As <a href="">exposed</a> by online magazine Crusoé —&nbsp;and confirmed by <strong>The Brazilian Report</strong>&#8216;s Brasília office — money laundering enforcement agents came across a total of 21 checks from Mr. Queiroz to Michelle Bolsonaro, between 2011 and 2018, amounting to BRL 76,000. The quantity and value of these repeated payments cast the president&#8217;s arguments into serious doubt.</p> <h2>Linking Queiroz and the First Lady</h2> <p>The investigation began with a 2018 report from Brazil&#8217;s money laundering enforcement agency, which identified transactions totalling BRL 1.2 million (USD 220,000) in accounts belonging to Fabrício Queiroz. Prosecutors used this as a jumping-off point to delve into the corruption racket operating within the Rio de Janeiro State Congress, involving Flávio Bolsonaro and Mr. Queiroz, who has been close friends with President Bolsonaro since were Army colleagues over 30 years ago.&nbsp;</p> <p>According to the prosecution service, 11 of Flávio Bolsonaro&#8217;s staffers transferred at least BRL 2 million to Mr. Queiroz between 2007 and 2018, with the majority of these transactions consisting of cash deposits. In total, around 60 percent was passed on by Mr. Queiroz&#8217;s wife, Márcia Aguiar, and by his daughters Nathalia and Evelyn, all three of whom were under Mr. Bolsonaro&#8217;s employ. During the same period, Mr. Queiroz withdrew a total of BRL 2.9 million, indicating that the entire amount received in the first place may have been larger, leading prosecutors to stress that the corruption scheme may not be limited to the 11 staffers identified by banking records.</p> <p>Upon gaining access to Mr. Queiroz&#8217;s bank statements, investigators found that he had also made deposits into the bank account of Michelle Bolsonaro, the wife of the Brazilian president. As revealed by Crusoé this afternoon, the former military policeman paid at least 21 cheques in the name of the First Lady, and not the ten originally revealed in 2018.</p> <p>After refusing to provide testimony and having his whereabouts unknown, Fabrício Queiroz was arrested in June, after he was <a href="">found hiding out at the residence of lawyer Frederick Wassef</a>, who at the time acted as defense counsel for both Flávio Bolsonaro and the president. On July 10, he was placed on house arrest.</p> <h2>The Bolsonaros choose silence</h2> <p>Transparency has never been the forte of the Bolsonaro family. To this day, Mrs. Bolsonaro has yet to say a word in public about the ten initially uncovered checks made out in her name, while her husband Jair Bolsonaro has always displayed irritation when asked about it.&nbsp;</p> <p>The checks signed by Mr. Queiroz and paid to Mrs. Bolsonaro are the main piece of evidence linking the presidential palace to the Rio money laundering scheme. But they are not alone. Mr. Queiroz&#8217;s daughter Nathalia was also a dummy employee in Mr. Bolsonaro&#8217;s office in the lower house — receiving a hefty salary between 2011 and 2016 but never showing up to work. Bank statements show that Nathalia Queiroz wired over BRL 633,000 to her father between 2007 and 2018.</p> <p>At the time of publishing, President Jair Bolsonaro hadn&#8217;t commented on the case —&nbsp;and his press office failed to issue any statement. Not even his <a href="">politician sons</a>, who are active on social media, have made any reference to the revelations.</p> <p>On previous occasions, Mr. Bolsonaro has tried to dodge any responsibility for the affair. He once said he has no control over his son&#8217;s financial activities and has also thrown Mr. Queiroz under the bus. &#8220;If he committed any crime, he should be the one to pay. Not me,&#8221; said Mr. Bolsonaro.</p> <h2>Opposition parties want to investigate First Lady</h2> <p>While the Bolsonaros keep mum, the president&#8217;s congressional opposition are calling for a parliamentary hearings committee to scrutinize the case. &#8220;Congress can no longer ignore the suspicions against Fabrício Queiroz and the Bolsonaro family,&#8221; said Senator Randolfe Rodrigues, from environmentalist party Rede.</p> <p>Even former allies have called out the First Family. Libertarian Congressman Kim Kataguiri —&nbsp;who supported Mr. Bolsonaro in the 2018 runoff stage — says the new revelations suggest the president is himself involved in criminal activities. &#8220;Every day, the case gets nearer to the head of state. That would explain why the president would have tried to meddle with the Federal Police,&#8221; said Mr. Kataguiri.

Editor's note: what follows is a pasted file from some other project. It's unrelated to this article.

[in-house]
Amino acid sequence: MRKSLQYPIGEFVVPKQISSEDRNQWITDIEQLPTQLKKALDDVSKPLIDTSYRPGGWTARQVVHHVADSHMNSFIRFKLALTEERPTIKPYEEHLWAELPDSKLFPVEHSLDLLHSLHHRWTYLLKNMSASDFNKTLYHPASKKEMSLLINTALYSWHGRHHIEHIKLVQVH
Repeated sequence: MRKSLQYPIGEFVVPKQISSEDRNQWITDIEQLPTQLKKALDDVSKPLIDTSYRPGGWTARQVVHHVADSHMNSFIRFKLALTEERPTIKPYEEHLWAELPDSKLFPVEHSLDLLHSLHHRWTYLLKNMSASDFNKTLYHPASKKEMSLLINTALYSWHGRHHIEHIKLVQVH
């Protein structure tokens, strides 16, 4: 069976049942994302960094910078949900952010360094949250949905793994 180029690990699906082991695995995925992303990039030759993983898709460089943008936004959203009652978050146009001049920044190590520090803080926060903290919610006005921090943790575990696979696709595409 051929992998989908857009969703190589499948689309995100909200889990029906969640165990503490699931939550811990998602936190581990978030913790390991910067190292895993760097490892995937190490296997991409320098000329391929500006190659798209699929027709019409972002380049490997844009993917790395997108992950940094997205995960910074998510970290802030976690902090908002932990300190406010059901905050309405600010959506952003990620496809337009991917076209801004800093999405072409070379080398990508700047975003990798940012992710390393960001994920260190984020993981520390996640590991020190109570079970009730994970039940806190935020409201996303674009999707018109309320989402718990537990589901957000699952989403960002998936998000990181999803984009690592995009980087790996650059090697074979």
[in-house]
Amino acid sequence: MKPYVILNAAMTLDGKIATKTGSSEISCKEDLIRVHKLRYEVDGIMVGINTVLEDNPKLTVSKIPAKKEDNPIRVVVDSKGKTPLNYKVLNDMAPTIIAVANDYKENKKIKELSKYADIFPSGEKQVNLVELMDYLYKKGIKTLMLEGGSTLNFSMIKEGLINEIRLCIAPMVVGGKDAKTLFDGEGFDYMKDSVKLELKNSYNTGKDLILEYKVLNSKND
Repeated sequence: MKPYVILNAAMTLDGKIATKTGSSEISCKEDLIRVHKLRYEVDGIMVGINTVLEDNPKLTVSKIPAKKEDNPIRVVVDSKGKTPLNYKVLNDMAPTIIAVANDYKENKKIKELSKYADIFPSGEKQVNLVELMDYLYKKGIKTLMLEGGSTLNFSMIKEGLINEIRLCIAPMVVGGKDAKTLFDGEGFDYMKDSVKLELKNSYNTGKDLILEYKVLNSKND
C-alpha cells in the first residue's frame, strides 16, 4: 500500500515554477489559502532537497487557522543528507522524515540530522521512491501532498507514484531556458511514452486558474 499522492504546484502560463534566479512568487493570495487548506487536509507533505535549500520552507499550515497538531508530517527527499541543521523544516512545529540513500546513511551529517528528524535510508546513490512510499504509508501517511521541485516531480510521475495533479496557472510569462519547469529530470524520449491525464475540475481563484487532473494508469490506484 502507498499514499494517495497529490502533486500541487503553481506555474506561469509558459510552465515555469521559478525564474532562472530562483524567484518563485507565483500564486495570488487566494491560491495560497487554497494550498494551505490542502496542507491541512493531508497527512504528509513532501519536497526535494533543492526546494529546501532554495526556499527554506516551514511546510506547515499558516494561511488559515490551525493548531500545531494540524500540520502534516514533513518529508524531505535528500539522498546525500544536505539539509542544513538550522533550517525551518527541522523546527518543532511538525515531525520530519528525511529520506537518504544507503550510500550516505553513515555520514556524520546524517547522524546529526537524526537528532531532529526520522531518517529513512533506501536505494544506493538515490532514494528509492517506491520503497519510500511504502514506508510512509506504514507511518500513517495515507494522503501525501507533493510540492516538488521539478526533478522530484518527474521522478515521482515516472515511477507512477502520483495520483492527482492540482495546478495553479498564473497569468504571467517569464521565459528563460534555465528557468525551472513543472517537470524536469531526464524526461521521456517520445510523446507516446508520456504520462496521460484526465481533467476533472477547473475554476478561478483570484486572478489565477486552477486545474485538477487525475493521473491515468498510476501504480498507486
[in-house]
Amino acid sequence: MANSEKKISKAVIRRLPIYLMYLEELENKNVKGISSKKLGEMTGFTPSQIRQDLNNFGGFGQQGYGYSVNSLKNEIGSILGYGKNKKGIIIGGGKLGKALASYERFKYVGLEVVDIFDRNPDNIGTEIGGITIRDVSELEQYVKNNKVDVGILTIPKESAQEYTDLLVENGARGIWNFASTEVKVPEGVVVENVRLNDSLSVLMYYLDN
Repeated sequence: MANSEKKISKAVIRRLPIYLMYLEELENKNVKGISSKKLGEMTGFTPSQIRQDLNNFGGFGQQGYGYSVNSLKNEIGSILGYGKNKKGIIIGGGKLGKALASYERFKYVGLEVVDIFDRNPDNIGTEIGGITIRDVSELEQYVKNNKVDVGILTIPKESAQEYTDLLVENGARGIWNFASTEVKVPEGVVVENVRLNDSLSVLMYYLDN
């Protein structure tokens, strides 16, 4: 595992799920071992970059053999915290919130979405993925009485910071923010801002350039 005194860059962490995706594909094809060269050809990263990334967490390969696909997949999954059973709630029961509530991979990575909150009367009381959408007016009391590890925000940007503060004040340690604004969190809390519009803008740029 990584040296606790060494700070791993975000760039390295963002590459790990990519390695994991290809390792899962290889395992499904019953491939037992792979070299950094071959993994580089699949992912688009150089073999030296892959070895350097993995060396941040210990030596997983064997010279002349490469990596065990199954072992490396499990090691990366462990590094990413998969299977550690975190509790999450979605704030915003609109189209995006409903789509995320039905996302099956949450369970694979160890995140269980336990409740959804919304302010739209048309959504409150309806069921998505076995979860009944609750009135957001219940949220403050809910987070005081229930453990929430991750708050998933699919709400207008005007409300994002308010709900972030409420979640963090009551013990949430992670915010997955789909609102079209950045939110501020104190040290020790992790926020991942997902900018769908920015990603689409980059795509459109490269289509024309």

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Renato Alves

Renato Alves is a Brazilian journalist who has worked for Correio Braziliense and Crusoé.